Does a Final Will & Testament Have Precedence Over a 401(k)?

By Matthew Derrringer

Not all property is equal in a person’s estate. Property can fall into different categories, with some property required to go through probate while other assets, such as retirement accounts, pass outside of the probate process. As a retirement account, a 401(k) falls into the category of “nonprobate” property. A 401(k) has a named beneficiary who will receive the assets in the account upon the death of the account holder – regardless of whether the account is mentioned in a will.

Final Will & Testament

A will is the bedrock of any estate plan, and the document has many uses. One of the primary purposes of a will is to direct how the assets in a person’s estate are to be distributed after his death. The clearer the language used in the will, the less likely there will be contentious probate litigation between heirs, named beneficiaries and other relatives. A will typically only addresses “probate” property, which includes assets whose ownership does not automatically transfer upon death, such as solely-owned real estate or automobiles. Nonprobate property is not affected by the terms of a will, even if those assets are mentioned in the will itself.

Probate Process

When a person dies having left behind a valid, correctly-executed will, the probate process begins. This process entails the named executor of the estate marshaling a decedent's assets and paying creditors and applicable taxes, distributing any remaining property to the people named as beneficiaries in the will. For many simple estates, this process can be completed within a few months, while larger, more complicated estates – including those in which the will is being contested – can take much longer, possibly even a few years. During that time, probate property is tied up in the court process and mostly unavailable to beneficiaries, while nonprobate property is often distributed almost immediately.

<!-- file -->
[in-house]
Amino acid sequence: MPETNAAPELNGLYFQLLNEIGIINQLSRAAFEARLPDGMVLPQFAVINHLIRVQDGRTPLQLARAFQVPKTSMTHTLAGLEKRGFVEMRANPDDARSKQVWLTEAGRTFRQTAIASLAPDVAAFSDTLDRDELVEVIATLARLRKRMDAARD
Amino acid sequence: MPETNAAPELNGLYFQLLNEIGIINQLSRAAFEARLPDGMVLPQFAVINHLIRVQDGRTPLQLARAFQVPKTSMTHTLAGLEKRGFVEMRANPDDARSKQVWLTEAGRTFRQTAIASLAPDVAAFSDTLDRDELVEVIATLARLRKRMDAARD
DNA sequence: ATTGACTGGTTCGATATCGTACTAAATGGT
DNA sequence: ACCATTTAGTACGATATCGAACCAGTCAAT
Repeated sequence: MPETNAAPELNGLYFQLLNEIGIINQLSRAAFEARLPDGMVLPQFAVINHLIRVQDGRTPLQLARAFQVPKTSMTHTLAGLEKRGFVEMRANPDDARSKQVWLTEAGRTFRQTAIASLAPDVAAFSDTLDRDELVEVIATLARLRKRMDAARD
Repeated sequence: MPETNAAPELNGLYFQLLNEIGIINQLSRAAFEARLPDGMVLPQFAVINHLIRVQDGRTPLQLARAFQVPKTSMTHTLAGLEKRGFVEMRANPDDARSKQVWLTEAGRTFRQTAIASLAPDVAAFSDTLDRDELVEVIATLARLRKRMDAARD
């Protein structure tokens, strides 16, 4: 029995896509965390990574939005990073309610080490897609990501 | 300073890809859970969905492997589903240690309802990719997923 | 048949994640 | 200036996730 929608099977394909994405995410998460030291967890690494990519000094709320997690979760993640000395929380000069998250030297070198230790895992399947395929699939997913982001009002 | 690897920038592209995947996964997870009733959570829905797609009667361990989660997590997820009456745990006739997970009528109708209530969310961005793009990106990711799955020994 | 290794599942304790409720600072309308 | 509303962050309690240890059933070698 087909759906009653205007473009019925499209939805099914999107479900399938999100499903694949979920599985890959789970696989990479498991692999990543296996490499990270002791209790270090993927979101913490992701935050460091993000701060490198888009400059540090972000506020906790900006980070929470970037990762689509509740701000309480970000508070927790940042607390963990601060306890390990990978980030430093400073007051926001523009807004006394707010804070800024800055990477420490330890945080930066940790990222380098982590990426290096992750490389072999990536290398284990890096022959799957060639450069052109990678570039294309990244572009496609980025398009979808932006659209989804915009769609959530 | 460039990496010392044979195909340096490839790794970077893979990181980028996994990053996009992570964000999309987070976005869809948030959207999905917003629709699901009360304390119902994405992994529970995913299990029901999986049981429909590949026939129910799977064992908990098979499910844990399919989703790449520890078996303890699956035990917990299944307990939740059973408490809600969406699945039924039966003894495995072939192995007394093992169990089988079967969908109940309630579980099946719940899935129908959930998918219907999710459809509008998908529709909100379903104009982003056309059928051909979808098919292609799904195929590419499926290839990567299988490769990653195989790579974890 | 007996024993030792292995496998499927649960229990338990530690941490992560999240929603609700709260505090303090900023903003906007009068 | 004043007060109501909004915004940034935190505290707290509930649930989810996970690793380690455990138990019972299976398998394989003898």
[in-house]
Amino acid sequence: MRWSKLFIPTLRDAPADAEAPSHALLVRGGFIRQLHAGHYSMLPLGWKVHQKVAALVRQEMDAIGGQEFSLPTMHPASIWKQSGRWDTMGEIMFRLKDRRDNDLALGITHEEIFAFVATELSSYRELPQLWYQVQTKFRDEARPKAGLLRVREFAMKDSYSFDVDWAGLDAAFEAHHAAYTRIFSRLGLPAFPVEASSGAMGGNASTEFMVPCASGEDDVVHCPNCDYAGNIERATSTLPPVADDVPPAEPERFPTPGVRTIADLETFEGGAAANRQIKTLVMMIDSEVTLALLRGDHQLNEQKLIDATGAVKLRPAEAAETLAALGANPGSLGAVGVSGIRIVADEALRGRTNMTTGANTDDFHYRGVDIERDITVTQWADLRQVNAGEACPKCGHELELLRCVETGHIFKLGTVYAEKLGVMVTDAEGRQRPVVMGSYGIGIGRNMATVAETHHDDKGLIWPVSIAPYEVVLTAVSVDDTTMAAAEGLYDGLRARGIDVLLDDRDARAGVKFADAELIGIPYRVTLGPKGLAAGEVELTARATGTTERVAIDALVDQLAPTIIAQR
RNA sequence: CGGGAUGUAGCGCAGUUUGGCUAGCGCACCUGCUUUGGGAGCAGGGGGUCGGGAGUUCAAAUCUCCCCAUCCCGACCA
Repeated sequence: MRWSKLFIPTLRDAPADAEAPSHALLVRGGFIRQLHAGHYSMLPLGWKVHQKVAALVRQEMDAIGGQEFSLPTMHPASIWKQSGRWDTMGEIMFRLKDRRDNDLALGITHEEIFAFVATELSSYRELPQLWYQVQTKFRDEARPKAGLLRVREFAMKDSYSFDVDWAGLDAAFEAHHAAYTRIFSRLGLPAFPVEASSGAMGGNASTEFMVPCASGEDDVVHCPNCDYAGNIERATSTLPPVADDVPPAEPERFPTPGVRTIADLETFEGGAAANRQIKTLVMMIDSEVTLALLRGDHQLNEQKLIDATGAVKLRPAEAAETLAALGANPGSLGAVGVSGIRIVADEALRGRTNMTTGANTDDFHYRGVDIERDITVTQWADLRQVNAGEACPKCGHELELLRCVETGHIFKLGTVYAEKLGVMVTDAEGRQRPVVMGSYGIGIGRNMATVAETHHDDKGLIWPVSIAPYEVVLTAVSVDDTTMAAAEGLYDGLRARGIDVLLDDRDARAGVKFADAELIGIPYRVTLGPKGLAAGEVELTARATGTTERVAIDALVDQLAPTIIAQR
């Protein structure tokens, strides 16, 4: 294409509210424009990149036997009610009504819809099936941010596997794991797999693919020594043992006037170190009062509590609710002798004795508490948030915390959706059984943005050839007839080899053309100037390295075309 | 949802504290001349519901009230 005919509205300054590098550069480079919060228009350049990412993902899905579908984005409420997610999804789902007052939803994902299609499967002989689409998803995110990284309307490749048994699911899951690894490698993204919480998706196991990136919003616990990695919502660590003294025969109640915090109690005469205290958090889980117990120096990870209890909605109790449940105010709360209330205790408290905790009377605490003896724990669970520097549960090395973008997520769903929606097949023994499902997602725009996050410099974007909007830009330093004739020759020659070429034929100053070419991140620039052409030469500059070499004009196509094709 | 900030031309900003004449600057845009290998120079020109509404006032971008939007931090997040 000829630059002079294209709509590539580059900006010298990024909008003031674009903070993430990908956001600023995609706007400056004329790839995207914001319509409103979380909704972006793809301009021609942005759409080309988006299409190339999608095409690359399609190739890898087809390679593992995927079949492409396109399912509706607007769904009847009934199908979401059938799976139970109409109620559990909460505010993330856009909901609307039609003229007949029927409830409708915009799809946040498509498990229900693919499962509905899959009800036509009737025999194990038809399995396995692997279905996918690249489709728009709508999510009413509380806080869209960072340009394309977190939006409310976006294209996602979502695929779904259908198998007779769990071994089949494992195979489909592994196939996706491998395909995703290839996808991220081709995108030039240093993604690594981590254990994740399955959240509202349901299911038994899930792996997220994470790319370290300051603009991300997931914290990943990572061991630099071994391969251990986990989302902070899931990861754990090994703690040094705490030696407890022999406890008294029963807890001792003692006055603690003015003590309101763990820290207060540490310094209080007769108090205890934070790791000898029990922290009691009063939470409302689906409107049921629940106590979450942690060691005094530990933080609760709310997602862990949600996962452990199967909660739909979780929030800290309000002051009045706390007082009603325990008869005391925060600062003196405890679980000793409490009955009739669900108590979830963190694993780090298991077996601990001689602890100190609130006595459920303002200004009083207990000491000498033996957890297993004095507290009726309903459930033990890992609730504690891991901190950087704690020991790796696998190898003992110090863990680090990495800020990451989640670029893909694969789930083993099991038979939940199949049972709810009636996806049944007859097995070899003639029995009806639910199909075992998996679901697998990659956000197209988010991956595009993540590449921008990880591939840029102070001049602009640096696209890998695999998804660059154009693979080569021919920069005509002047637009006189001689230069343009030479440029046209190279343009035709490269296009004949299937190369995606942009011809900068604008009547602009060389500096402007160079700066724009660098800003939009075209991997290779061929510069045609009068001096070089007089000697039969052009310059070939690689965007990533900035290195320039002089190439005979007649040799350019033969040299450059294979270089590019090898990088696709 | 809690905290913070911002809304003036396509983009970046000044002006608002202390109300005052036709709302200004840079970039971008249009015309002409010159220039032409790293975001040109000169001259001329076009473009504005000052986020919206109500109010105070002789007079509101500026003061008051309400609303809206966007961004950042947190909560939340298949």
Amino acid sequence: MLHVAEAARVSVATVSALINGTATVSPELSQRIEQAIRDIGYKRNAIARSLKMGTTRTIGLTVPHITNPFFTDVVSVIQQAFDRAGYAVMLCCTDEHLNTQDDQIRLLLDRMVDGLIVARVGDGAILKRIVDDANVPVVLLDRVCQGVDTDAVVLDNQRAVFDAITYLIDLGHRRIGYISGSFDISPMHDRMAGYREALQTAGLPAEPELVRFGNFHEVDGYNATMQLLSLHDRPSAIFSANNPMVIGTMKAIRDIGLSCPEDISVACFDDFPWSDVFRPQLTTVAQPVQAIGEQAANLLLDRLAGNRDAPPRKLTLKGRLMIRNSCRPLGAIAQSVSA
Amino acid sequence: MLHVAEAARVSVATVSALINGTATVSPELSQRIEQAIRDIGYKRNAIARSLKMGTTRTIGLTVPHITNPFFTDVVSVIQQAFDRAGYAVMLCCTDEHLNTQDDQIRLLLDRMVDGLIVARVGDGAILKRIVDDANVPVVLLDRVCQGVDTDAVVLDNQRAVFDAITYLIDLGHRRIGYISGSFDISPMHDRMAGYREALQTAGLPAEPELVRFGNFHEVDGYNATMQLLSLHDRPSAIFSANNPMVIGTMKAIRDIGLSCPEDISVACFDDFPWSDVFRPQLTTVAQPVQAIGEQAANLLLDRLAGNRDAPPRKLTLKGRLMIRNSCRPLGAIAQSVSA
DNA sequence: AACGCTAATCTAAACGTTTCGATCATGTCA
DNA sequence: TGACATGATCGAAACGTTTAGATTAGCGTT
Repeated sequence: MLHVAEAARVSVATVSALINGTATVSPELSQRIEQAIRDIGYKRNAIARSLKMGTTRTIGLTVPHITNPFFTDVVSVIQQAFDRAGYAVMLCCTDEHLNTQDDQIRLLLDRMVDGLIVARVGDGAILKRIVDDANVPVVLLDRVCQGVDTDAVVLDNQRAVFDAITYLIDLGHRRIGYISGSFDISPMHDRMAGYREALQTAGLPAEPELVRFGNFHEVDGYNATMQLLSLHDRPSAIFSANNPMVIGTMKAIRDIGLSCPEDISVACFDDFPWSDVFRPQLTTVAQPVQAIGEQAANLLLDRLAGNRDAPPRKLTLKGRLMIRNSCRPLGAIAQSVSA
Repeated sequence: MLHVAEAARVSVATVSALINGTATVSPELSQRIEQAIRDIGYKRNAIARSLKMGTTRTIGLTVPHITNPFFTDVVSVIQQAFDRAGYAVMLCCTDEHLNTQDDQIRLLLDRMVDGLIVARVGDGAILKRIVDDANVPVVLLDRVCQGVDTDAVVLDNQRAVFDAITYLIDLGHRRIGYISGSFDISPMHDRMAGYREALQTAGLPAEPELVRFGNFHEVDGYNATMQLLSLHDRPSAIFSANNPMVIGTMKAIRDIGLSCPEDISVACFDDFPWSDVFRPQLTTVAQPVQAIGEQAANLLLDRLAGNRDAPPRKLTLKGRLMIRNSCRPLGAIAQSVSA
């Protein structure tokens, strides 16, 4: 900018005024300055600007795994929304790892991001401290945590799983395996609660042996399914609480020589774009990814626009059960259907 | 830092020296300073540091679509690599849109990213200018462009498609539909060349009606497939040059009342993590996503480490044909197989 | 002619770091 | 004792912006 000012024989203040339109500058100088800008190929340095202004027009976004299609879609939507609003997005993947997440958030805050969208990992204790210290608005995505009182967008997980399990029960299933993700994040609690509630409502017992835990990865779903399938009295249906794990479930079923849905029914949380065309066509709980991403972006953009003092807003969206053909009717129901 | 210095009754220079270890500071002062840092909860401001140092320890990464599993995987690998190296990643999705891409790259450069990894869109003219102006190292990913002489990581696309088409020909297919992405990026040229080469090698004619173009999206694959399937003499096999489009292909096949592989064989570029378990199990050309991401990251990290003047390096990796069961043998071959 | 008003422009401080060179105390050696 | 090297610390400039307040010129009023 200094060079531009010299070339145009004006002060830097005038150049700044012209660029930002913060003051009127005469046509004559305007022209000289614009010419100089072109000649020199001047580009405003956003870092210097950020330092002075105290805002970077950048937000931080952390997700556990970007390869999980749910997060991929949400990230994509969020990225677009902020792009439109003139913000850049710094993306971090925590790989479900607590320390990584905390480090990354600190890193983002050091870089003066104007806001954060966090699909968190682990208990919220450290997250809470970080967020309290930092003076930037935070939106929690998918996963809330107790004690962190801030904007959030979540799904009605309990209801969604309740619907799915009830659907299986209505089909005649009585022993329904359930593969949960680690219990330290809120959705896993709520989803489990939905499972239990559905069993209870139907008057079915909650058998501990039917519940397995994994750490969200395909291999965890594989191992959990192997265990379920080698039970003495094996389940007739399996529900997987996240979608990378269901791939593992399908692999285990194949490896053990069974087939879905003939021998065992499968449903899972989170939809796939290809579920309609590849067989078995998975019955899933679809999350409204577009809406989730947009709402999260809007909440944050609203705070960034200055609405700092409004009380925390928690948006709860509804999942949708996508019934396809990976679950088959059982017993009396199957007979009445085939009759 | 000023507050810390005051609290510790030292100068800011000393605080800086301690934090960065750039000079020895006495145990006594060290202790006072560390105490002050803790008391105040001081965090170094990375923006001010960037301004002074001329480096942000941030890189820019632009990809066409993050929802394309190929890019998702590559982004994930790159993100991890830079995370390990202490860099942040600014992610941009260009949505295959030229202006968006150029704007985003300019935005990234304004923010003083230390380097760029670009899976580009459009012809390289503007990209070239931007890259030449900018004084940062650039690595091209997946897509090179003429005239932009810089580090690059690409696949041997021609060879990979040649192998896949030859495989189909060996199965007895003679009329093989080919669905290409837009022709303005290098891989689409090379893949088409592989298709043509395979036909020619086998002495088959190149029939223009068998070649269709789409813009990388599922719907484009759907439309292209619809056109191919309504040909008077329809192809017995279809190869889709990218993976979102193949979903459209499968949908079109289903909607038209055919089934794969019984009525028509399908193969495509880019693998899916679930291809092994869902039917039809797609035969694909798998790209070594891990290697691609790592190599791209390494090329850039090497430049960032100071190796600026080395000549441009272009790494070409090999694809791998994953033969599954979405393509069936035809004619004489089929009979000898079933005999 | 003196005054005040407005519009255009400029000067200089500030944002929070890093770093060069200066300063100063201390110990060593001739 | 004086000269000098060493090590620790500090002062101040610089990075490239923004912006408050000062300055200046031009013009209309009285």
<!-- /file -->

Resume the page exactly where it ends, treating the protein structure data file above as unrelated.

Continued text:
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Nonprobate Property

There are many different types of nonprobate property and retirement accounts fall into this category. Individual retirement accounts, 401(k)s and most other forms of retirement plans are set up with a named beneficiary attached to the account. Most people set up retirement accounts for their own use, but naming a beneficiary ensures funds pass directly to that person upon the account holder's death, if there are any funds left in the account at that time. Life insurance policies and joint bank accounts are other common forms of nonprobate property.

Advantages for Beneficiaries

The biggest advantage of being a named beneficiary of nonprobate property, like a 401(k) account, is that this type of property will not get tangled up in the probate process. The funds in a 401(k) account, for example, will be available to the named beneficiary almost immediately, even if the beneficiary is also designated to receive property being distributed through the probate process.

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Can an Estate Be a Named Beneficiary?

You can opt to have your estate receive an account that requires a beneficiary designation. A beneficiary designation simply means that you provide written instructions to the account administrator as to who will get the money from that asset when you die. The kinds of accounts that usually require beneficiary designations are life insurance policies, IRAs, pensions and other retirement accounts. A variety of beneficiaries exist that you can name: an individual, charity, trust or your estate. If the estate is the named beneficiary, the asset must go through the probate process. If the beneficiary is an individual, charity or trust, the funds are typically released directly to the named beneficiary and do not pass through probate.

Probate Account vs. Probate Inventory

During the probate process, the estate's personal representative, often called the executor, is required to complete multiple steps before inheritances can be distributed and the estate closed. Two of these steps are a probate inventory and a probate accounting. Though similar in some respects, the probate inventory and the probate accounting have distinct differences and purposes.

What Is a Universal Heir?

Creating a will gives you the opportunity to dictate who gets what after you die. After paying off your debts, the probate court distributes any remaining assets to your loved ones according to the directions you provided in your will. If you leave all of your remaining assets to one person rather than stipulating that the court divide your assets between more than one party, the beneficiary of the inheritance is your “sole” or “universal” heir.

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